The dermoscopic differentiation of PLC from some of its close differentials is given in [Table 1].
Table 1: Dermoscopic differentiation of pityriasis lichenoides chronica from important clinical differentials

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Declaration of patient consent

The authors certify that they have obtained all appropriate patient consent forms. In the form the patient(s) has/have given his/her/their consent for his/her/their images and other clinical information to be reported in the journal. The patients understand that their names and initials will not be published and due efforts will be made to conceal their identity, but anonymity cannot be guaranteed.

Financial support and sponsorship

Nil.

Conflicts of interest

There are no conflicts of interest.



 
   References Top

1.
Geller L, Antonov NK, Lauren CT, Morel KD, Garzon MC. Pityriasis lichenoides in childhood: Review of clinical presentation and treatment options. Pediatr Dermatol 2015;32:579-92.  Back to cited text no. 1
    
2.
Ersoy-Evans S, Greco MF, Mancini AJ, Subaşi N, Paller AS. Pityriasis lichenoides in childhood: A retrospective review of 124 patients. J Am Acad Dermatol 2007;56:205-10.  Back to cited text no. 2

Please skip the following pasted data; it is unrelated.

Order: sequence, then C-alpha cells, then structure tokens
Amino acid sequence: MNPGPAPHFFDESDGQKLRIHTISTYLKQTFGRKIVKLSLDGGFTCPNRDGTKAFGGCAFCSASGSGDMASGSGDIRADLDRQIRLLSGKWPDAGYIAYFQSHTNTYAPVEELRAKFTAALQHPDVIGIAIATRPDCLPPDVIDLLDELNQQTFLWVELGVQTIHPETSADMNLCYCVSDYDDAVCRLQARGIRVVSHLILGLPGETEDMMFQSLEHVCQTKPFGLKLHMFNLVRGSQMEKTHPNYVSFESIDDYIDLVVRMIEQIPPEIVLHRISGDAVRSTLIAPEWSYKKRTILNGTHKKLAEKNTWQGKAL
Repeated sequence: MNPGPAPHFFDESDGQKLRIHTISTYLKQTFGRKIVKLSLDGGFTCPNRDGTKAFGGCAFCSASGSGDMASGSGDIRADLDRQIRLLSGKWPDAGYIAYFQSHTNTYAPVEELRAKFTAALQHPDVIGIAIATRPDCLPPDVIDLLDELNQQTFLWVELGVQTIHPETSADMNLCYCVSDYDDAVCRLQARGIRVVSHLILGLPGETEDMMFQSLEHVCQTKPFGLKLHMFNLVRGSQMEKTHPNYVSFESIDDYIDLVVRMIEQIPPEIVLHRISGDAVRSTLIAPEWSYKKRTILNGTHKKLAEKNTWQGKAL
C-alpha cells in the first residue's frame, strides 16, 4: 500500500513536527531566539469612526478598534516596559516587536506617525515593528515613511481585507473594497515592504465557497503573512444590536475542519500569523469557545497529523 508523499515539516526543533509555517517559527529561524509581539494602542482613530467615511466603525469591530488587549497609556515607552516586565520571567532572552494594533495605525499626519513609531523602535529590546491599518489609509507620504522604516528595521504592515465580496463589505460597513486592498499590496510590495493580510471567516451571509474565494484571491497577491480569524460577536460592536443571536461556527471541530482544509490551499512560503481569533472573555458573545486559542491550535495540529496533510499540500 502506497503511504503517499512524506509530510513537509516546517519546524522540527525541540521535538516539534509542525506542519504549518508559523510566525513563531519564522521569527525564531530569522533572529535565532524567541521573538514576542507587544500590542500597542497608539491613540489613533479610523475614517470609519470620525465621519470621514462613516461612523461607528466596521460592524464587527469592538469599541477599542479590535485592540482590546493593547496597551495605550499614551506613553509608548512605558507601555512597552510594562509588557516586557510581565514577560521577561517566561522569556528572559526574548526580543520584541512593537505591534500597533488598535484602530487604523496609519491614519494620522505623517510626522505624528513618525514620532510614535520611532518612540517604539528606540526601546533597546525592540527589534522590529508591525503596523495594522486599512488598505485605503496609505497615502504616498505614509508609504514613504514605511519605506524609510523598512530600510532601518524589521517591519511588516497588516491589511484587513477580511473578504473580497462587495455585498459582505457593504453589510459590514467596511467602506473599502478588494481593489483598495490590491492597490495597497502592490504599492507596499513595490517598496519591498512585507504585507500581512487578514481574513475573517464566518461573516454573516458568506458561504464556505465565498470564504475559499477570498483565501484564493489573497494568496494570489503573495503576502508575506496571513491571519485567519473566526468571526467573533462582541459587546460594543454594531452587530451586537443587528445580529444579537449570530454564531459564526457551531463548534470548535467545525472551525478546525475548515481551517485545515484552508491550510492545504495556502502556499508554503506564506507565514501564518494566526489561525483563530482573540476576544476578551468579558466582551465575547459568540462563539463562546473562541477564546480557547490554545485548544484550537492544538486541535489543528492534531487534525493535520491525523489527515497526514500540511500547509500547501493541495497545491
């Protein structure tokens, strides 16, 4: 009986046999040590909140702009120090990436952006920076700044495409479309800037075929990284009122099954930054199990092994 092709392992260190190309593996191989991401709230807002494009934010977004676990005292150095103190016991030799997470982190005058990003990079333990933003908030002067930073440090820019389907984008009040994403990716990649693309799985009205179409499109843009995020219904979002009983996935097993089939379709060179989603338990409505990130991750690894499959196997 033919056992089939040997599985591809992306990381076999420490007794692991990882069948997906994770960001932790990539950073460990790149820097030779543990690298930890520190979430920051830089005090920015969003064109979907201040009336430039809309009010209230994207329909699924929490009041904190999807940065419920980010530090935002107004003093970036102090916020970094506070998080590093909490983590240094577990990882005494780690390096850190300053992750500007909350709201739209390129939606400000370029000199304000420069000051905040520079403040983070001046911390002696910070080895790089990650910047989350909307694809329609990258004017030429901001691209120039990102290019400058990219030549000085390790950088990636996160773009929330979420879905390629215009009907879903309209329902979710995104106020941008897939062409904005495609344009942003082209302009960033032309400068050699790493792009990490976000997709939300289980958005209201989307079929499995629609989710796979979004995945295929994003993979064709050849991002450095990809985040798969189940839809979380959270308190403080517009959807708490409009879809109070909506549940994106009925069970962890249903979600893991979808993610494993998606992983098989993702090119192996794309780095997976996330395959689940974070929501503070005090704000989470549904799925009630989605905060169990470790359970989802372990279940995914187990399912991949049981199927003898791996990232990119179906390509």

3.
Errichetti E, Lacarrubba F, Micali G, Piccirillo A, Stinco G. Differentiation of pityriasis lichenoides chronica from guttate psoriasis by dermoscopy. Clin Exp Dermatol 2015;40:804-6.  Back to cited text no. 3
    
4.
Gupta V, Sonthalia S, Bhat YJ, Langar S, Bosseila M. Inflammatory and infectious conditions. In: Lallas A, Errichetti E, Ioannides D, editors. Dermoscopy in General Dermatology. 1st ed. London: CRC Press; 2018. p. 295-309.  Back to cited text no. 4
    


    Figures

  [Figure 1], [Figure 2], [Figure 3]
 
 
    Tables

  [Table 1]